The cross and radical activism

The cross and radical activism March 29, 2013

The idea that Jesus chose, out of his own free will, to go to the cross is a favorite among abusive church leaders. What better way to get people to submit to you than to compare the God they worship to a lamb led to slaughter? Over and over and over I’ve heard Jesus’ submissiveness unto death used as an excuse to abuse or to silence those who wish to call out abuse.

I want to propose a different perspective and I want to start with a woman named Alice Paul.

In 1917, women in the United States were not allowed to vote. Alice Paul and a group of other women wanted to change that. These women boldly picketed the White House with banners that called out the hypocrisy of the man in the White House–Woodrow Wilson–who was so quick to send troops overseas to Germany to fight for “liberty,” but who was ignoring the fact that women here were not even treated as real citizens (sound familiar?).

Though their peaceful protests broke no laws, these women were arrested and sent to prison under the false charge of “obstructing traffic.”

Incarcerated without reason in the “land of the free” (a land in which she–as a woman–already lacked the rights of a full citizen), Alice Paul asserted her autonomy and her humanity by fighting back the only way she could.

She stopped eating. 

Alice Paul went on a hunger strike as a way to protest the unjust conditions she was facing.

The 2004 movie, Iron Jawed Angels, depicts this true story (with some obvious dramatizations of course). During one scene, Alice Paul (played by Hillary Swank) is sent to a psychiatric ward because she refuses to eat. The doctor examining her asks about her hunger strike.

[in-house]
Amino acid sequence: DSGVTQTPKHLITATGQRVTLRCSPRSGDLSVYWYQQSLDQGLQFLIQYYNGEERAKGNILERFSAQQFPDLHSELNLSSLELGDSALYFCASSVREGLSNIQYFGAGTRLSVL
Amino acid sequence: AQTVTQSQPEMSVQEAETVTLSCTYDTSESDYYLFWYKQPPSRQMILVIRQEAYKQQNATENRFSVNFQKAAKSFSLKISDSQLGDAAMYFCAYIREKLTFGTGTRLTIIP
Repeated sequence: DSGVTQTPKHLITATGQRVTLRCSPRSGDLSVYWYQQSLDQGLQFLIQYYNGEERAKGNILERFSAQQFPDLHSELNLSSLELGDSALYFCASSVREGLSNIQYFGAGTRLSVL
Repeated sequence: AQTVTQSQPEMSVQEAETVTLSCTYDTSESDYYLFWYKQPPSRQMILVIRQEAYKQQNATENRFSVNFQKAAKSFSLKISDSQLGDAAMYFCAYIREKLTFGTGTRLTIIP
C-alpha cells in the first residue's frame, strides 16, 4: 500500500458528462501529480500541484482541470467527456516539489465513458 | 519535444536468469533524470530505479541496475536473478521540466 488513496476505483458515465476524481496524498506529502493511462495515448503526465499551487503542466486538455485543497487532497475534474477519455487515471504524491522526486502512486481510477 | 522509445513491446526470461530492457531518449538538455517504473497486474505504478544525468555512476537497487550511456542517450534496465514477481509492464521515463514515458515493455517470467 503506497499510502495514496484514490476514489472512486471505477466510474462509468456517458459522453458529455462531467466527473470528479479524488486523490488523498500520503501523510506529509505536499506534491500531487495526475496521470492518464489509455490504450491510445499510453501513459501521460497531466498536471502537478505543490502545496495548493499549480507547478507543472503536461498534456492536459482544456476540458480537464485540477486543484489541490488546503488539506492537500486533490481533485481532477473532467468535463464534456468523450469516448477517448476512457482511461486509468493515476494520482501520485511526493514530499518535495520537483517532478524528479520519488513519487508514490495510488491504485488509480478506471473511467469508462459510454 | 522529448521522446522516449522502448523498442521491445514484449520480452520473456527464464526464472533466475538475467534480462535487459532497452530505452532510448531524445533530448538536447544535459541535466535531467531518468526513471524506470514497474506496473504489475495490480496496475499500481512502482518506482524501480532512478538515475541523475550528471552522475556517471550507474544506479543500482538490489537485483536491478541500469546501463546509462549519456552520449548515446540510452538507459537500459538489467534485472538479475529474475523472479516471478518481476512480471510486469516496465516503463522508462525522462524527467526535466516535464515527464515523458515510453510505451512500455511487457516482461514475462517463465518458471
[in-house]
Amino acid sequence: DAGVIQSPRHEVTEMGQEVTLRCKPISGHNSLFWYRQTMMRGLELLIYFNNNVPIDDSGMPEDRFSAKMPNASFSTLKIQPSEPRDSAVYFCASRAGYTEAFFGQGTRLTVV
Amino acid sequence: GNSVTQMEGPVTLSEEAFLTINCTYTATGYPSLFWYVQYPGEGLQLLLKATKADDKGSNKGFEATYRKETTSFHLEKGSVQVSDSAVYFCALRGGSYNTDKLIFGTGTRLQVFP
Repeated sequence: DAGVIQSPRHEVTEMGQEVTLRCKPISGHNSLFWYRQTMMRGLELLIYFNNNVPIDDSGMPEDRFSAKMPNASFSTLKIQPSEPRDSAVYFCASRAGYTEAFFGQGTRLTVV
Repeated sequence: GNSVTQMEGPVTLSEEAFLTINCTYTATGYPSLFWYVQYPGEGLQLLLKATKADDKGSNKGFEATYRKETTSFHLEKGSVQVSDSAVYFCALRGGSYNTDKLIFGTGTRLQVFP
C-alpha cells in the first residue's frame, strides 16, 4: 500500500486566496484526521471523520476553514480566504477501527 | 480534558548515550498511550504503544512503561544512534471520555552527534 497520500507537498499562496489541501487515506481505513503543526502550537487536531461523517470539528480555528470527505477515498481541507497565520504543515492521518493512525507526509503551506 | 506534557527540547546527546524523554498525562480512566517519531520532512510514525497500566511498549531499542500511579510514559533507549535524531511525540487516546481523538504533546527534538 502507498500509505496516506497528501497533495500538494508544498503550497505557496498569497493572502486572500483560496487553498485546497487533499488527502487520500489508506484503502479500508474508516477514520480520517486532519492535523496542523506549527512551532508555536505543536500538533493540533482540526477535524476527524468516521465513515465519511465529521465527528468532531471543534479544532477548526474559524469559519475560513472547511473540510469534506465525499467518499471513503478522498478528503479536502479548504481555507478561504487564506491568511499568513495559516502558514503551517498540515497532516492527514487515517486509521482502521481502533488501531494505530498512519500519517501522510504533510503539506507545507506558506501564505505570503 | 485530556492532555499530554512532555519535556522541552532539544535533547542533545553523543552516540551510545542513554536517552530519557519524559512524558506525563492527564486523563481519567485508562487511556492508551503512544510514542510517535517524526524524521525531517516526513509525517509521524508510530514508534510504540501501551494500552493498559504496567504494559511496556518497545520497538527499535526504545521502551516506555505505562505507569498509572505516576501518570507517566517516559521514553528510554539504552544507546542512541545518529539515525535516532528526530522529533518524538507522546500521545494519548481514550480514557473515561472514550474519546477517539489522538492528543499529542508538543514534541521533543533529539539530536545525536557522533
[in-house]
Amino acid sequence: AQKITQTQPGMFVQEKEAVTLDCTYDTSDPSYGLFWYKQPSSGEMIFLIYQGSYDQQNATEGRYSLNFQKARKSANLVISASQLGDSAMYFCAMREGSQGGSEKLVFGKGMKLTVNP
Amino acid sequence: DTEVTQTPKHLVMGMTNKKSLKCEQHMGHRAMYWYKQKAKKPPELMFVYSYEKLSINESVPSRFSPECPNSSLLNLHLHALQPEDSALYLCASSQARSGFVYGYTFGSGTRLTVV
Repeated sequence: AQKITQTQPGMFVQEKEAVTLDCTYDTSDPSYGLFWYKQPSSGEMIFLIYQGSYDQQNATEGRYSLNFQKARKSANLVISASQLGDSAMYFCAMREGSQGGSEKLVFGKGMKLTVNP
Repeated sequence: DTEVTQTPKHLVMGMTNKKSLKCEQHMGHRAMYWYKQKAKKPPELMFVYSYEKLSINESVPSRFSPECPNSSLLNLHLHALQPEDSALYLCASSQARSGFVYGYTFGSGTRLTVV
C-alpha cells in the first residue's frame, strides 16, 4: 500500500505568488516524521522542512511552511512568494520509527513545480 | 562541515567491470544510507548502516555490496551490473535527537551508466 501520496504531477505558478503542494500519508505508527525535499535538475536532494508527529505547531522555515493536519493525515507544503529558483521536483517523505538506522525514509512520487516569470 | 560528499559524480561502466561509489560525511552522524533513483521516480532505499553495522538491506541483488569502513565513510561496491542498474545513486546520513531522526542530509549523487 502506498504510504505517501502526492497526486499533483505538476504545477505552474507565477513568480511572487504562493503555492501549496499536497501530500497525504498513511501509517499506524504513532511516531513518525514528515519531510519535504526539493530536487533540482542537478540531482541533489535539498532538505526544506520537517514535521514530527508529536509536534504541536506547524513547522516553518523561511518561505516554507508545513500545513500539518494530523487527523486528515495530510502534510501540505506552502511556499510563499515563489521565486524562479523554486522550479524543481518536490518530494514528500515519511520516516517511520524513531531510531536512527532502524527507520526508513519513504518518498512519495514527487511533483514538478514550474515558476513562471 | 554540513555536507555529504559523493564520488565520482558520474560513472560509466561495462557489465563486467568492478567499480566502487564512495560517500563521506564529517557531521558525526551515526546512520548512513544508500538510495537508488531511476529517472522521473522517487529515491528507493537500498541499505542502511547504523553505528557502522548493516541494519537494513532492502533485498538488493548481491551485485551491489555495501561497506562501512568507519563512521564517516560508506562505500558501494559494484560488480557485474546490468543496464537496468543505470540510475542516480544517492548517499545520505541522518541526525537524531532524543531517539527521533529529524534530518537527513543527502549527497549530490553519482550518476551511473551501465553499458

Alice: The hunger strike was a tradition in old Ireland. You starve yourself on someone’s doorstep until restitution is made and justice is done.

Doctor: Doesn’t sound like a very effective method.

Alice: A stinking corpse on your doorstep? What would the neighbors say?

We live in a world of violence, of poverty, of rape and war, of oppression and abuse.

We also live in a world of willful ignorance and pride.

People are starving and dying  at our doorsteps (metaphorically speaking), but we’re great at ignoring it. Sometimes it takes radical activism (like some literally dying on our doorstep) to change things.

Alice Paul offered up her life in order to fight injustice. Though she survived the hunger strikes (not every hunger striker does), she still willingly put her body at risk. She was willing to starve on the doorstep of injustice. In doing so, she put the United States to shame, uncovering its disturbing hypocrisy (a hypocrisy that continues today).

She gave herself up willingly.

Was this an act of passive submission?

What do you think?

Those who use the story of the cross to convince oppressed or abused people to stop fighting for justice are missing the point of radical activism. Sometimes, in the face of unrelenting oppression, brave, radical activists stand up and take control of their lives and bodies…

…by giving them up.

When Alice Paul, and Hana Shalabi, and other hunger-strikers stopped eating, it was not an act of submissive, obedient defeat.

 It was a powerful assertion of bodily autonomy in a world that tried to deny their humanity.

 It was a bold act of love by people who were willing to lay down their lives for their friends, their freedom, and their people.

It was a stance that forced oppressors to open their eyes, uncover their ears, and stare into emaciated face of the injustice they had caused. 

The cross of Jesus doesn’t mean that we suffer in silence while we are abused and oppressed. It does not mean that we “turn the other cheek” when we notice others being abused and oppressed. As I wrote earlier this week, we must start to see the cross is a middle finger to the world’s oppressive power structures.

God, as symbolized in the crucifixion, is with the victims who are oppressed. God is also with those who stand up and fight oppression.

The cross is a symbol of both the evils of oppression and of the radical activism that opposes oppression.

We should not have to live in a world where the only way people can gain power and assert their humanity is through hunger strikes. We should not have to live in a world where people are detained in prisons without charge. We should not have to live in a world where people are put to death by crucifixion or lethal injection.

Jesus’ radical activism points us to a new world.

Anyone who tells you that the cross means you have to stop fighting oppression is missing the point.

"This, this right here. 👍👍👍"

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